Nonsteroidal anti-inflammatory drugs (NSAIDs) are widely used throughout the world. This paper reviews the epidemiological data linking NSAID administration with gastrointestinal, hepatic, renal, haematological, and hypersensitivity reactions. Meta-analysis has demonstrated that NSAIDs are associated with serious upper gastrointestinal disorders, with a relative risk of 2.7 in patients receiving NSAIDs compared with subjects not receiving NSAIDs. An increase in the dose and duration of NSAIDs and age >60 are associated with an increase in the risk of upper gastrointestinal toxicity. The current data strongly support a causal relationship between NSAIDs and gastrointestinal disorders. Case-control studies have demonstrated an association between some NSAIDs and neutropenia, with a relative risk of between 3 and 9 in patients treated with NSAIDs compared with nonusers of these drugs. NSAIDs have also been linked with hypersensitivity reactions, although the incidence of such reactions is very low. However, there are inconsistent data on the potential associations between NSAIDs and renal disease, and there are no epidemiological studies linking NSAIDs with acute liver disease. Overall, the incidence of serious adverse reactions associated with NSAIDs is low, and this class of drugs can be regarded as being reasonably safe.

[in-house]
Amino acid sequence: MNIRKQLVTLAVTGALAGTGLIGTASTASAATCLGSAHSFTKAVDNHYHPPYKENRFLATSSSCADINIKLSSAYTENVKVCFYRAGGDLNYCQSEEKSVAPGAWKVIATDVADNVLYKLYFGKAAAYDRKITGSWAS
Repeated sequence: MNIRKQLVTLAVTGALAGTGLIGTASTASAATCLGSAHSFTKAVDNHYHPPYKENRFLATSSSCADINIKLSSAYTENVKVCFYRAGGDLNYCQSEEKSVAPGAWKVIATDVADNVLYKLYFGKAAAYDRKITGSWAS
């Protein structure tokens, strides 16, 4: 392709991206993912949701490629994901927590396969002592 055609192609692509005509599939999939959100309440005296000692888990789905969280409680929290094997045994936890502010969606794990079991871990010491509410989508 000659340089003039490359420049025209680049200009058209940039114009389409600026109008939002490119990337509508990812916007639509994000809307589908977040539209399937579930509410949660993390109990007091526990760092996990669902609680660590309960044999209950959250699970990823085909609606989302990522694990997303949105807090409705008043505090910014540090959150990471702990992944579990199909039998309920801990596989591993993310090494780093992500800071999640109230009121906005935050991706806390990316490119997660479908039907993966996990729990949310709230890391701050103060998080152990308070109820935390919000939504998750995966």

All Science Journal Classification (ASJC) codes
- Pharmacology (medical)